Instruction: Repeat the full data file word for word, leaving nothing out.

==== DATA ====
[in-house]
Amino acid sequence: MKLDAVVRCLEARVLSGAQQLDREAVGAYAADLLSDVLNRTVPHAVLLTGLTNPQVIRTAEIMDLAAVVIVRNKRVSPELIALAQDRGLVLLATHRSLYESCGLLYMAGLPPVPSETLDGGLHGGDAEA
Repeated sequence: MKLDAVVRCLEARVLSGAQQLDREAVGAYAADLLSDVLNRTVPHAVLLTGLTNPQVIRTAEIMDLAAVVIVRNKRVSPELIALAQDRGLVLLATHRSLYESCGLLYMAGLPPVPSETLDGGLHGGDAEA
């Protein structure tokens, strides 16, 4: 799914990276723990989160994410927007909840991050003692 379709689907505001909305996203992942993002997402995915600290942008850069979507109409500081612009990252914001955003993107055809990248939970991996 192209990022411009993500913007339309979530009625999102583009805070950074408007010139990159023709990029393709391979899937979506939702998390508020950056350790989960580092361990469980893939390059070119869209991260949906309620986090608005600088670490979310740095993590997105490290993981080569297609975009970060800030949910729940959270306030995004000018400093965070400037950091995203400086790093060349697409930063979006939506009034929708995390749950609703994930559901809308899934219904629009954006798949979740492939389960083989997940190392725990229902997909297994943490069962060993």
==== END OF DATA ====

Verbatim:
[in-house]
Amino acid sequence: MKLDAVVRCLEARVLSGAQQLDREAVGAYAADLLSDVLNRTVPHAVLLTGLTNPQVIRTAEIMDLAAVVIVRNKRVSPELIALAQDRGLVLLATHRSLYESCGLLYMAGLPPVPSETLDGGLHGGDAEA
Repeated sequence: MKLDAVVRCLEARVLSGAQQLDREAVGAYAADLLSDVLNRTVPHAVLLTGLTNPQVIRTAEIMDLAAVVIVRNKRVSPELIALAQDRGLVLLATHRSLYESCGLLYMAGLPPVPSETLDGGLHGGDAEA
């Protein structure tokens, strides 16, 4: 799914990276723990989160994410927007909840991050003692 379709689907505001909305996203992942993002997402995915600290942008850069979507109409500081612009990252914001955003993107055809990248939970991996 192209990022411009993500913007339309979530009625999102583009805070950074408007010139990159023709990029393709391979899937979506939702998390508020950056350790989960580092361990469980893939390059070119869209991260949906309620986090608005600088670490979310740095993590997105490290993981080569297609975009970060800030949910729940959270306030995004000018400093965070400037950091995203400086790093060349697409930063979006939506009034929708995390749950609703994930559901809308899934219904629009954006798949979740492939389960083989997940190392725990229902997909297994943490069962060993």